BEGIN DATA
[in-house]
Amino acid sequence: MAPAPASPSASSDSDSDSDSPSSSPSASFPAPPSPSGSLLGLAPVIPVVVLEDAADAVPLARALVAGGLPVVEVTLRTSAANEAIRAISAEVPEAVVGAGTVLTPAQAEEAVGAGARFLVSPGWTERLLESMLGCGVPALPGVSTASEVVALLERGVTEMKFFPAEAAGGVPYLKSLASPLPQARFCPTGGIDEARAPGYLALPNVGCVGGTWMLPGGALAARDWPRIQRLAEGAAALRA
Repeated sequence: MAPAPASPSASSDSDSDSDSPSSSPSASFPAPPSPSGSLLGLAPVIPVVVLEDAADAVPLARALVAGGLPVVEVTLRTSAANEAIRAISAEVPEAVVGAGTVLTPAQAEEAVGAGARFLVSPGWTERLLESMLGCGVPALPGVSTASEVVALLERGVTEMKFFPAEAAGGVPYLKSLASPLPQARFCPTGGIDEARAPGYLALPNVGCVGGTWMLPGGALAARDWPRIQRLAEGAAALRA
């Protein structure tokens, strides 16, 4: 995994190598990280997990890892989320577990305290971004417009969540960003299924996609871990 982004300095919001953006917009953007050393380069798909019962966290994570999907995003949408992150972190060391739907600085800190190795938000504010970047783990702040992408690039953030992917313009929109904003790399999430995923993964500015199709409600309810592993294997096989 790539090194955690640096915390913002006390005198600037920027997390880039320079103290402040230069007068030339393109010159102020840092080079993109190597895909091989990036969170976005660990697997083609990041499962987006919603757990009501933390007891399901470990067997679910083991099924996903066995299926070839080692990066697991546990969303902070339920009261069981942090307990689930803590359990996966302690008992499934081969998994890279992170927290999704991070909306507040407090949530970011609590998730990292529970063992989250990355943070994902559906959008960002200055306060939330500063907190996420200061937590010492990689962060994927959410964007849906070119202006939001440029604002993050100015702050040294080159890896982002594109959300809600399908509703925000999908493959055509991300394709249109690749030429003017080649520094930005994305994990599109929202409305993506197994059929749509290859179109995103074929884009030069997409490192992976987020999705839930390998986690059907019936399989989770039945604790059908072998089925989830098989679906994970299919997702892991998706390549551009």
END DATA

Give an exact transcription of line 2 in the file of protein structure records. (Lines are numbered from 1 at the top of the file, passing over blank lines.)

Amino acid sequence: MAPAPASPSASSDSDSDSDSPSSSPSASFPAPPSPSGSLLGLAPVIPVVVLEDAADAVPLARALVAGGLPVVEVTLRTSAANEAIRAISAEVPEAVVGAGTVLTPAQAEEAVGAGARFLVSPGWTERLLESMLGCGVPALPGVSTASEVVALLERGVTEMKFFPAEAAGGVPYLKSLASPLPQARFCPTGGIDEARAPGYLALPNVGCVGGTWMLPGGALAARDWPRIQRLAEGAAALRA